As shown FIG. 1C, an insulative layer 3 is deposited conformably on the trenches 8. The insulative layer 3 may be deposited in such a way as to completely fill in a narrow trench (e.g., a width of 5 nm to 90 nm; an aspect ratio of 4 to 70) and be deposited conformably in a wide trench (e.g., a width of 90 nm to 700 nm; an aspect ratio of 0.5 to 4) as shown FIG. 1D. In another embodiment, a narrow trench has a width of 3 nm to 30 nm and an aspect ratio of 4 to 15, and a wide trench has a width of 30 nm to 60 nm and an aspect ratio of 0.5 to 4. The conformal deposition process of FIGS. 1C-1D is described in more detail below.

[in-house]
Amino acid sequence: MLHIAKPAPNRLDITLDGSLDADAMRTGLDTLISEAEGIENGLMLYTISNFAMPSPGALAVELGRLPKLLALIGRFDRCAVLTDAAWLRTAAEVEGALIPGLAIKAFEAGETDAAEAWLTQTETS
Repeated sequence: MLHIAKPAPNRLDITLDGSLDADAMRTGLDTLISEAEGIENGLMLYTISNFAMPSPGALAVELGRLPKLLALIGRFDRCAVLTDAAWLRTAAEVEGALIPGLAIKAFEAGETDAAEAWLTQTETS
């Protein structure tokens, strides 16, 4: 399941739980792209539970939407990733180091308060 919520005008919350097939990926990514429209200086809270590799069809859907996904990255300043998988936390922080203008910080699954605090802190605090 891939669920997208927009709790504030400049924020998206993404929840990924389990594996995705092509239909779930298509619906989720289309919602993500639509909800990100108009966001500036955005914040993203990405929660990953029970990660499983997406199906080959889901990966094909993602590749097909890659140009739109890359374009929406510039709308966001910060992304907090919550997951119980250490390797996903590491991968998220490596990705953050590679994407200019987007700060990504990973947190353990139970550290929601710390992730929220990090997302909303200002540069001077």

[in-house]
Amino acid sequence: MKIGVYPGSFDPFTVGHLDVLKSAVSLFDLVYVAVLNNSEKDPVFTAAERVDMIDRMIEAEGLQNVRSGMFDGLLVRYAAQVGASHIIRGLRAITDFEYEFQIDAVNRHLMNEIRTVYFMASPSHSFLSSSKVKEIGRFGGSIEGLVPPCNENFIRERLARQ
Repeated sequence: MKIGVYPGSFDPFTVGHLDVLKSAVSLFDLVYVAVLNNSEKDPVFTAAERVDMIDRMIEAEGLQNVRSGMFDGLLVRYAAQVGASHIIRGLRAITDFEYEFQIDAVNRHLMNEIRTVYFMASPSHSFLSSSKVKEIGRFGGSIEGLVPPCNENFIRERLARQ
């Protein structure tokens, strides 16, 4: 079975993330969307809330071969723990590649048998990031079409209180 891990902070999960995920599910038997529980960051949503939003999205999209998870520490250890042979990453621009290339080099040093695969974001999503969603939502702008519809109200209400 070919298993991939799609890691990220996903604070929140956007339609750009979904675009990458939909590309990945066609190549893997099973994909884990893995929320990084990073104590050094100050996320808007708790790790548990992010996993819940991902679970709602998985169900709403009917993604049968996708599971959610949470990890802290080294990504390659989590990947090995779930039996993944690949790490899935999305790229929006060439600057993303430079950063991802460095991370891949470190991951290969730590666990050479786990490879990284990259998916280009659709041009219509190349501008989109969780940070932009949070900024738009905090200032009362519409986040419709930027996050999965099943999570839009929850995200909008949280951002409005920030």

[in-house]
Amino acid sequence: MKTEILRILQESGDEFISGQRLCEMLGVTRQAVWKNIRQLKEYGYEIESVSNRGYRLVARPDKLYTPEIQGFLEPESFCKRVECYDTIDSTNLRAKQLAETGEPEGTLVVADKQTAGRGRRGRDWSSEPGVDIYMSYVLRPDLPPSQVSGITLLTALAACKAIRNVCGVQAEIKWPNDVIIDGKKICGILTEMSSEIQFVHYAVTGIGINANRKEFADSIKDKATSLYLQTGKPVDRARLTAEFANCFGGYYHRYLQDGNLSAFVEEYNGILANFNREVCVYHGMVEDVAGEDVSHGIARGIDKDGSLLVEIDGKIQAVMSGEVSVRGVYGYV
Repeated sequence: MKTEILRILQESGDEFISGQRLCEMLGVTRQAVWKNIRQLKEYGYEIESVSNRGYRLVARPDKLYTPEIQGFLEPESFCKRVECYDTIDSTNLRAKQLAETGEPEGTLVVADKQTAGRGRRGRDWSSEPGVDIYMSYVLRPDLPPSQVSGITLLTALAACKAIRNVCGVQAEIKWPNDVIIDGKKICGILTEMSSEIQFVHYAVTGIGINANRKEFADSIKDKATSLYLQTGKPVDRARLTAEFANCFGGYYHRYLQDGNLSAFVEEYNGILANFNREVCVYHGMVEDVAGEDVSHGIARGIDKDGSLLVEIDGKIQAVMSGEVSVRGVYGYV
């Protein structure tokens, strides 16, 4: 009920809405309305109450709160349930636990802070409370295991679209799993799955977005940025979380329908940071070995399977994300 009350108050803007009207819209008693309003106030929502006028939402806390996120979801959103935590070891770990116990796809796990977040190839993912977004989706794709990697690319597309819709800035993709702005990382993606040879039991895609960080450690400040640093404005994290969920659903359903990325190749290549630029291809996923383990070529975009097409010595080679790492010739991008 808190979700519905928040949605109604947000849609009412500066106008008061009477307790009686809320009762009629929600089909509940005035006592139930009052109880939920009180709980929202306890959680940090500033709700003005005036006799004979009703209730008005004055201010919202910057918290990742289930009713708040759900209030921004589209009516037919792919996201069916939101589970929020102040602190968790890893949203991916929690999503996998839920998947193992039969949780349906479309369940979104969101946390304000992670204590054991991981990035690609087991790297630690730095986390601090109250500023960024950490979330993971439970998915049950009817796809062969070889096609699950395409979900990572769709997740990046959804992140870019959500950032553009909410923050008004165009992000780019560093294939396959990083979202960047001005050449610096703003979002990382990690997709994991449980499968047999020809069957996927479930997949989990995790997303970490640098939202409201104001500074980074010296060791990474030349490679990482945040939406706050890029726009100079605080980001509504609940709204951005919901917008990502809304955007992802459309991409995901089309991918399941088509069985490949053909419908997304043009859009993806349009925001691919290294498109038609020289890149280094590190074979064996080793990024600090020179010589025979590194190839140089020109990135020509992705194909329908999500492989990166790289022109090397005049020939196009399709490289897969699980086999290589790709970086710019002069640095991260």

Referring to FIG. 2, the insulative layer 3 also can completely or partially fill the trench by a vapor phase deposition process by controlling the amount of additives (e.g., hydrocarbon solvents such as benzene, toluene, n-hexane, cyclohexane and the like, or any two or more of the foregoing at an amount of 40 sccm to 400 sccm, or 400 sccm to 1600 sccm relative to the total gaseous precursor flow). The insulative layer 3 may be deposited at a thickness ranging from approximately 50 Å to 8000 Å, including a thickness of approximately 300 Å to 3000 Å. The bottom-up deposition process of FIG. 2 is described in more detail below.